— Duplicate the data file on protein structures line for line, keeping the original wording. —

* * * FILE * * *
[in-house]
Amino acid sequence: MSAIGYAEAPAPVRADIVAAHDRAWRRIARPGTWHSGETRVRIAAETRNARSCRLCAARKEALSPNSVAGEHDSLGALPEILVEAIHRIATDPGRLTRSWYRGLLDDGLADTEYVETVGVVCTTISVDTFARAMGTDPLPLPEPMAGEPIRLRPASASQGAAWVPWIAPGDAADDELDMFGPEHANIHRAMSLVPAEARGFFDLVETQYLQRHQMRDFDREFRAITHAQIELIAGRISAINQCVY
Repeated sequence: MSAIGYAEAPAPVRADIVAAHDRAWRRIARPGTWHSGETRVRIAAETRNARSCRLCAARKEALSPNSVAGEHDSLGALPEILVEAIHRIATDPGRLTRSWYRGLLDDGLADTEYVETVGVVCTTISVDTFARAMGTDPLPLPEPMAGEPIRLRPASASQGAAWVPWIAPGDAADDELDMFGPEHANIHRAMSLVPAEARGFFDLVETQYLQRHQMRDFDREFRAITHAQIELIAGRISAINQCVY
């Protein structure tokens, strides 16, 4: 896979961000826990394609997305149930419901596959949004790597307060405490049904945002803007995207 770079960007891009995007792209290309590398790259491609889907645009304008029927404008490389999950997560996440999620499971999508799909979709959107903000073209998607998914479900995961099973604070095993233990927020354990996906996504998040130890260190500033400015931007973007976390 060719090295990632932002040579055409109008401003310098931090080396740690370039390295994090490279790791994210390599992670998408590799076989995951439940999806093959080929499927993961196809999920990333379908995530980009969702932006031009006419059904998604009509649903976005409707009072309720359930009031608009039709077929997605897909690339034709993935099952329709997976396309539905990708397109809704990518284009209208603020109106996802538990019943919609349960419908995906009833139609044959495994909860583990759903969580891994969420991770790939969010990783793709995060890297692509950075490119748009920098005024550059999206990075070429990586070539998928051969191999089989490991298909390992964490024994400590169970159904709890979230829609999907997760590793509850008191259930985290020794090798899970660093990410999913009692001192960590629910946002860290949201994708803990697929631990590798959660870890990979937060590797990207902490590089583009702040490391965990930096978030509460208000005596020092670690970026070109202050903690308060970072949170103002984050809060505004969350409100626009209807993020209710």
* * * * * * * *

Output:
[in-house]
Amino acid sequence: MSAIGYAEAPAPVRADIVAAHDRAWRRIARPGTWHSGETRVRIAAETRNARSCRLCAARKEALSPNSVAGEHDSLGALPEILVEAIHRIATDPGRLTRSWYRGLLDDGLADTEYVETVGVVCTTISVDTFARAMGTDPLPLPEPMAGEPIRLRPASASQGAAWVPWIAPGDAADDELDMFGPEHANIHRAMSLVPAEARGFFDLVETQYLQRHQMRDFDREFRAITHAQIELIAGRISAINQCVY
Repeated sequence: MSAIGYAEAPAPVRADIVAAHDRAWRRIARPGTWHSGETRVRIAAETRNARSCRLCAARKEALSPNSVAGEHDSLGALPEILVEAIHRIATDPGRLTRSWYRGLLDDGLADTEYVETVGVVCTTISVDTFARAMGTDPLPLPEPMAGEPIRLRPASASQGAAWVPWIAPGDAADDELDMFGPEHANIHRAMSLVPAEARGFFDLVETQYLQRHQMRDFDREFRAITHAQIELIAGRISAINQCVY
């Protein structure tokens, strides 16, 4: 896979961000826990394609997305149930419901596959949004790597307060405490049904945002803007995207 770079960007891009995007792209290309590398790259491609889907645009304008029927404008490389999950997560996440999620499971999508799909979709959107903000073209998607998914479900995961099973604070095993233990927020354990996906996504998040130890260190500033400015931007973007976390 060719090295990632932002040579055409109008401003310098931090080396740690370039390295994090490279790791994210390599992670998408590799076989995951439940999806093959080929499927993961196809999920990333379908995530980009969702932006031009006419059904998604009509649903976005409707009072309720359930009031608009039709077929997605897909690339034709993935099952329709997976396309539905990708397109809704990518284009209208603020109106996802538990019943919609349960419908995906009833139609044959495994909860583990759903969580891994969420991770790939969010990783793709995060890297692509950075490119748009920098005024550059999206990075070429990586070539998928051969191999089989490991298909390992964490024994400590169970159904709890979230829609999907997760590793509850008191259930985290020794090798899970660093990410999913009692001192960590629910946002860290949201994708803990697929631990590798959660870890990979937060590797990207902490590089583009702040490391965990930096978030509460208000005596020092670690970026070109202050903690308060970072949170103002984050809060505004969350409100626009209807993020209710």